The Chick Lang Stakes (G3) for 3-year-olds drew a compact field of six. The Maryland Sprint Match Series Stakes (G3) features 11 older runners. Both are contested over 6 furlongs on the main track.
It would be tough to overlook trainer Steve Asmussen’s Oaklawn Park shippers in the Chick Lang. Between them, Jaxon Traveler and Mighty Mischief have gone to the post eight times, returning winners in six of those starts with close seconds in the others.
Jaxon Traveler is the more accomplished of the two and has the advantage of a trip over the track. The Munnings colt won at first asking at Pimlico last September and followed that with victories in an allowance optional claiming event and the Maryland Juvenile Futurity, both at Laurel Park.
After a short break, Asmussen sent him directly to open stakes competition at Oaklawn where he just failed to hold off Sir Wellington after leading most of the way in the $150,000 Gazebo Stakes in his 3-year-old debut. He bounced back from that with a 2 3/4-length score in the $200,000 Bachelor Stakes April 24.
Mighty Mischief, by Into Mischief , did not race at 2 but got things off to a promising start Feb. 7 at the Hot Springs track. Facing a muddy strip, he led until the final yards, finishing second by three-quarters of a length. That was the only time in his three-race career he’s been behind another horse as he showed the way in two succeeding victories.
Connections of two others in the Chick Lang tested the waters for higher goals.
Willy Boi , an Uncaptured gelding, won his juvenile start in Florida but then finished eighth in the Holy Bull Stakes (G3) when facing two turns. He came back to win the Hutcheson Stakes at 6 furlongs.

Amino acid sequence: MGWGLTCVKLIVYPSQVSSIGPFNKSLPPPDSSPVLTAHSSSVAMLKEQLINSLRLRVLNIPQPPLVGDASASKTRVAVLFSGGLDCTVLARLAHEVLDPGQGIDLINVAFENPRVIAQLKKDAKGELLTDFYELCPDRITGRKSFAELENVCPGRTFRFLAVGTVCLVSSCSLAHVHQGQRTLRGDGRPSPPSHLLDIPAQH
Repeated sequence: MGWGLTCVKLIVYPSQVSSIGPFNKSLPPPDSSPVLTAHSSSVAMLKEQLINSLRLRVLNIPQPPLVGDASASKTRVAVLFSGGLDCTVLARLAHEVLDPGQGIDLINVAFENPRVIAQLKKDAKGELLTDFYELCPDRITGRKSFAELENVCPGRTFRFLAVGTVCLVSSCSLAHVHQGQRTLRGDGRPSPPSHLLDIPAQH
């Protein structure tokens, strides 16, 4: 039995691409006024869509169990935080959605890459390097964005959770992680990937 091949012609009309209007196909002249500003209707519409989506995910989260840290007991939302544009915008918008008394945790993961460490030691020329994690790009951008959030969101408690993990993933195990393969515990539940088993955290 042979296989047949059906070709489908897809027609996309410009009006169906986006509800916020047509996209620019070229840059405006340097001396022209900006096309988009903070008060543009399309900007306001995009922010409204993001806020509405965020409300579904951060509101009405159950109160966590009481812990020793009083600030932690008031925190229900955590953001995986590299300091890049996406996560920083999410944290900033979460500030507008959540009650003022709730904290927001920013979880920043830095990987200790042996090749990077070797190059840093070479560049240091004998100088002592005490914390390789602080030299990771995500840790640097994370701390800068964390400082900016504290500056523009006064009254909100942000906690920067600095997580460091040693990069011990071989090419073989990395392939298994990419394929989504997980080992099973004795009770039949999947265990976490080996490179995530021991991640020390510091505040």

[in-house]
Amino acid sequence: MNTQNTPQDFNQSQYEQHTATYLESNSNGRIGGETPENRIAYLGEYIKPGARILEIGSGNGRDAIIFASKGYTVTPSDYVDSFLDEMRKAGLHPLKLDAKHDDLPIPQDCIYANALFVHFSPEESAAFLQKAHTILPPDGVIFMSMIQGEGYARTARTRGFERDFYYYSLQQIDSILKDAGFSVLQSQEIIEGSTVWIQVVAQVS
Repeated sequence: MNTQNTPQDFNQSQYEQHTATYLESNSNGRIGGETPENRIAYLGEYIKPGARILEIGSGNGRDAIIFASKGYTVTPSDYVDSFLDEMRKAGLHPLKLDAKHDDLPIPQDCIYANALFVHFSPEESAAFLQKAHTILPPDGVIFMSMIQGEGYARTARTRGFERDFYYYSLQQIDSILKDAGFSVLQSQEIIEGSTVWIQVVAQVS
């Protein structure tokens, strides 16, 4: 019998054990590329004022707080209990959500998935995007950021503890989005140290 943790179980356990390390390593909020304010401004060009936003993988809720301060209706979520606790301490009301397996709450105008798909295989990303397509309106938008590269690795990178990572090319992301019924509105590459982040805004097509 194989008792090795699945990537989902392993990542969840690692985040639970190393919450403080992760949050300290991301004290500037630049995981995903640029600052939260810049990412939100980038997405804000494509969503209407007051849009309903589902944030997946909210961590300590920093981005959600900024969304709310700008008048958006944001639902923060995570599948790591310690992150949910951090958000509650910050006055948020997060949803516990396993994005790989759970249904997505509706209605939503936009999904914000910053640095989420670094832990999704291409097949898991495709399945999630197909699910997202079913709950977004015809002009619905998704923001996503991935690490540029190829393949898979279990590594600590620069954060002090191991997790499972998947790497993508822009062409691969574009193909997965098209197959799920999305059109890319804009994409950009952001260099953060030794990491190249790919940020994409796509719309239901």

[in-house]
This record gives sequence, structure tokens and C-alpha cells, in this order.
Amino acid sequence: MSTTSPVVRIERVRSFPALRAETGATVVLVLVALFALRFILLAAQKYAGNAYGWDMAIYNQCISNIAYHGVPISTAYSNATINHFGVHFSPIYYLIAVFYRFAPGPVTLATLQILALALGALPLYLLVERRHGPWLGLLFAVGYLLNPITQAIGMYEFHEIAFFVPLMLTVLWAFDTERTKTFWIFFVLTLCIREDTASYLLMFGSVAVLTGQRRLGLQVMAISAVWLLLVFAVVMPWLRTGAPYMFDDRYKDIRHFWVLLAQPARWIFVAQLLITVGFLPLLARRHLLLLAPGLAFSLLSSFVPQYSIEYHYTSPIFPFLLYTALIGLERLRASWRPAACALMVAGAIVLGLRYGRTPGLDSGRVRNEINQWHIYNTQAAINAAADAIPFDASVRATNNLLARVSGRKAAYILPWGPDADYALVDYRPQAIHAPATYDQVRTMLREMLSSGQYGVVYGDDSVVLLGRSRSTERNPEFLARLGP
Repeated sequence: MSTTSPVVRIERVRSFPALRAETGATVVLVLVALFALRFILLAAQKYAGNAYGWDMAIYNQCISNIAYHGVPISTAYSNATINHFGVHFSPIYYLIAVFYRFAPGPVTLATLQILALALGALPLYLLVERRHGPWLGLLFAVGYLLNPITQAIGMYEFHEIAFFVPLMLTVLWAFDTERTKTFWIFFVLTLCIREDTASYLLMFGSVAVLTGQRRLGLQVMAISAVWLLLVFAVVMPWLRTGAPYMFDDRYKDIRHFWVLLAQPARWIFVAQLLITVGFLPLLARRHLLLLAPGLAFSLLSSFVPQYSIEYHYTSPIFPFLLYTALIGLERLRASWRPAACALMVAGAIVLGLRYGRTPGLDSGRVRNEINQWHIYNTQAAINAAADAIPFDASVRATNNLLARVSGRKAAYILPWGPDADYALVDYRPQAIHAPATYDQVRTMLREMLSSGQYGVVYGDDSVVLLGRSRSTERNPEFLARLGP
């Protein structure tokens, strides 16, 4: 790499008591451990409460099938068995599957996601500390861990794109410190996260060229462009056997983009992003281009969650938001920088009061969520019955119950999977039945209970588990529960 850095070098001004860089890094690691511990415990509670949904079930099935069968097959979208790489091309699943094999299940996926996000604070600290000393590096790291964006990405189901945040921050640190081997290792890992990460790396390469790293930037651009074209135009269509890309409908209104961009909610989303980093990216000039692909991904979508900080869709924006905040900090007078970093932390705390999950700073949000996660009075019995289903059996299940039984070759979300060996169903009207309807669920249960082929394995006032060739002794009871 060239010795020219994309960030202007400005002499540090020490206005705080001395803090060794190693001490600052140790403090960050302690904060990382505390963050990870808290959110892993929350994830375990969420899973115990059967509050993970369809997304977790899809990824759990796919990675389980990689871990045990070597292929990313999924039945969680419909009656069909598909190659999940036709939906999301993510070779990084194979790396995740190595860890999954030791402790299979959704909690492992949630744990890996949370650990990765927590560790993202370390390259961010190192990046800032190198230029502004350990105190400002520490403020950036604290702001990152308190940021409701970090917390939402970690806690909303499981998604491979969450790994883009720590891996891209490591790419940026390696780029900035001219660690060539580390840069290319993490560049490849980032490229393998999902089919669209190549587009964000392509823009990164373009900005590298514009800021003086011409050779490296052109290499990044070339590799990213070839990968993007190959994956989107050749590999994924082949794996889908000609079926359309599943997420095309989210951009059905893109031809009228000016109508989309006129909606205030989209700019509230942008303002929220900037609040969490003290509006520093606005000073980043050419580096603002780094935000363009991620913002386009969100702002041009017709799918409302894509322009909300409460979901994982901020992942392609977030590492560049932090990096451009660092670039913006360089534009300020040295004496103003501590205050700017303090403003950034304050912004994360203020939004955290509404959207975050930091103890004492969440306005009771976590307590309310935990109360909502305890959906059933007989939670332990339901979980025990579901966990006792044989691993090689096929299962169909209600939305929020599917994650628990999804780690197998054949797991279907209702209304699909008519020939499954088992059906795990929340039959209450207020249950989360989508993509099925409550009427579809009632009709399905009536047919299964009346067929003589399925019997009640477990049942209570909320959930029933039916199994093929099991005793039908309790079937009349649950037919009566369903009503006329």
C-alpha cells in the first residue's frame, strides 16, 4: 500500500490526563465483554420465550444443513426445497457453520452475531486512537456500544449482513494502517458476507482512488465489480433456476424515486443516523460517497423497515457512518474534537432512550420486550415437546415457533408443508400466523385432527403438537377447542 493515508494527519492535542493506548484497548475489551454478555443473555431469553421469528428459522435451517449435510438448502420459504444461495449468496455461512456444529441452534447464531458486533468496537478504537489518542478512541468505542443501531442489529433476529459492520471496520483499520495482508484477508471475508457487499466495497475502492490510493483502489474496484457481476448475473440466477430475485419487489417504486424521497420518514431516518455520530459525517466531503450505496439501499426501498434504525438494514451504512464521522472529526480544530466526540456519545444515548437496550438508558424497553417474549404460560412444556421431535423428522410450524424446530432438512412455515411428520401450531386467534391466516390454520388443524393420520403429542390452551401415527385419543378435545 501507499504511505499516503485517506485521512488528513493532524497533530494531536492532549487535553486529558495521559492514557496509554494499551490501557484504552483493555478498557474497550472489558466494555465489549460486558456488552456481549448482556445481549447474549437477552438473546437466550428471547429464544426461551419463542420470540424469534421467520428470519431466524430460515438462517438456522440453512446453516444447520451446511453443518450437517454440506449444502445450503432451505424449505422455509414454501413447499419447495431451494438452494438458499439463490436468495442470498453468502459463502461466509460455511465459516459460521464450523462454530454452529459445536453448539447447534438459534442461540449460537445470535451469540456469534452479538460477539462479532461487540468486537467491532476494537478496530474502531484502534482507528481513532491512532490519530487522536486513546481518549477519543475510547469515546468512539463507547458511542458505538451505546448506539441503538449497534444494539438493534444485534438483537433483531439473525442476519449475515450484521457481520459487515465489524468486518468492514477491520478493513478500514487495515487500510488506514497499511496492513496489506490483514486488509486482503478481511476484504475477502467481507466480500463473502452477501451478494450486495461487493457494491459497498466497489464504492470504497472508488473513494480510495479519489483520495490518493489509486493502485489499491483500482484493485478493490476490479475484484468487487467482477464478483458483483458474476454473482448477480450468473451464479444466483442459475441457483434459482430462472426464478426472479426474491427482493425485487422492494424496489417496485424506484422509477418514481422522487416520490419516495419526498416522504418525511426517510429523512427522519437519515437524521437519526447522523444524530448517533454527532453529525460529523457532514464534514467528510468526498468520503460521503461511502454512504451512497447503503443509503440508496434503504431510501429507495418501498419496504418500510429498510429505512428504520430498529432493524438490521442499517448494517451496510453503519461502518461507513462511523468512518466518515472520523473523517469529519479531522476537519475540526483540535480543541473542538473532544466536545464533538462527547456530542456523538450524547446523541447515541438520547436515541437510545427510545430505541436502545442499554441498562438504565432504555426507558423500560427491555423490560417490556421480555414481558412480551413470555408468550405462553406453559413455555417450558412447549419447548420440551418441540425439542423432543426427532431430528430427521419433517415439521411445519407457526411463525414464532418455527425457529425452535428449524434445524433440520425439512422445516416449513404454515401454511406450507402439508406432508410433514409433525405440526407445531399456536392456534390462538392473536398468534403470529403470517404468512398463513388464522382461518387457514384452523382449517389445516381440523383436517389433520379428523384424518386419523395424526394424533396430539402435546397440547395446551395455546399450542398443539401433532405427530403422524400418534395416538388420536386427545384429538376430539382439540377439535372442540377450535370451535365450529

Shackled Love , a Shackleford gelding, has been chained to the local circuit. He opened a few eyes with a win in the March 13 Private Terms Stakes at Laurel Park going 1 1/16 miles but a last out sixth-place finish in the Federico Tesio Stakes resulted in a return to the sprinting ranks.
Pimlico Race Course, Saturday, May 15, 2021, Race 3
- Grade III
- 3 yo
- 11:41 AM (local)
Strike Power Looks to Rebound in Maryland Sprint Match Series
Asmussen also saddles Strike Power , the morning-line favorite for the Maryland Sprint Match Series Stakes. Strike Power, a 6-year-old son of Speightstown , won a well-funded optional claiming event at Oaklawn March 11 but that was sandwiched by a fifth in the King Cotton Stakes and a fourth in the Count Fleet Sprint Handicap (G3) in his last start April 10.
Strike Power wins an allowance optional claiming race at Oaklawn Park
Special Reserve , a 5-year-old Midshipman gelding, was taken for $40,000 at Oaklawn in February and two starts later just failed to last after setting the pace in the Commonwealth Stakes (G3) going 7 furlongs at Keeneland for trainer Mike Maker.
Other invaders include Frosted Grace , a 5-year-old by Mark Valeski who was second behind Mischevious Alex in the Gulfstream Park Sprint (G3) two starts back and second again going 7 furlongs in his last start, the Sir Shackleton.
Laki and Lebda return from a 1-2 finish in the Frank Y. Whiteley Stakes over course and distance. Both have been mixing it up in the top local sprints, with mixed results. Laki, an 8-year-old Cuba gelding, posted the two most recent of his 11 career wins over the Pimlico strip and they were among his biggest. He rallied from near the back of the pack to win the Frank J. De Francis Memorial Dash Stakes (G3) on last year’s Preakness Stakes (G1) undercard and used the Whiteley win to prep for this.
Trainer Damon Dilodovico said he always felt Laki would like the Pimlico surface but added the gelding will have to reverse his penchant for finding trouble.
“Going back and looking at his races, maybe it wasn’t so much his doing. I think in a couple of them he got bounced around,” Dilodovico said. “I don’t care where he is, he finds trouble. He could be in an elevator by himself and he’ll bump into something. So maybe it was that.”
Lebda’s last triumphs came in succession at Laurel Park in the winter of 2020—the Miracle Wood and Private Terms. Trainer Claudio Gonzalez said a new “go for it” strategy resulted in the better result in the Whiteley.
“All the time we look too much in the paper (and say), ‘This one has speed or that one has speed,'” Gonzalez said. “The last time I said, ‘Okay, I don’t want to look at anybody. We’ll go.’ He did a good job taking the lead and tried to go easy, and he ran a big race. He got beat by a really good horse.”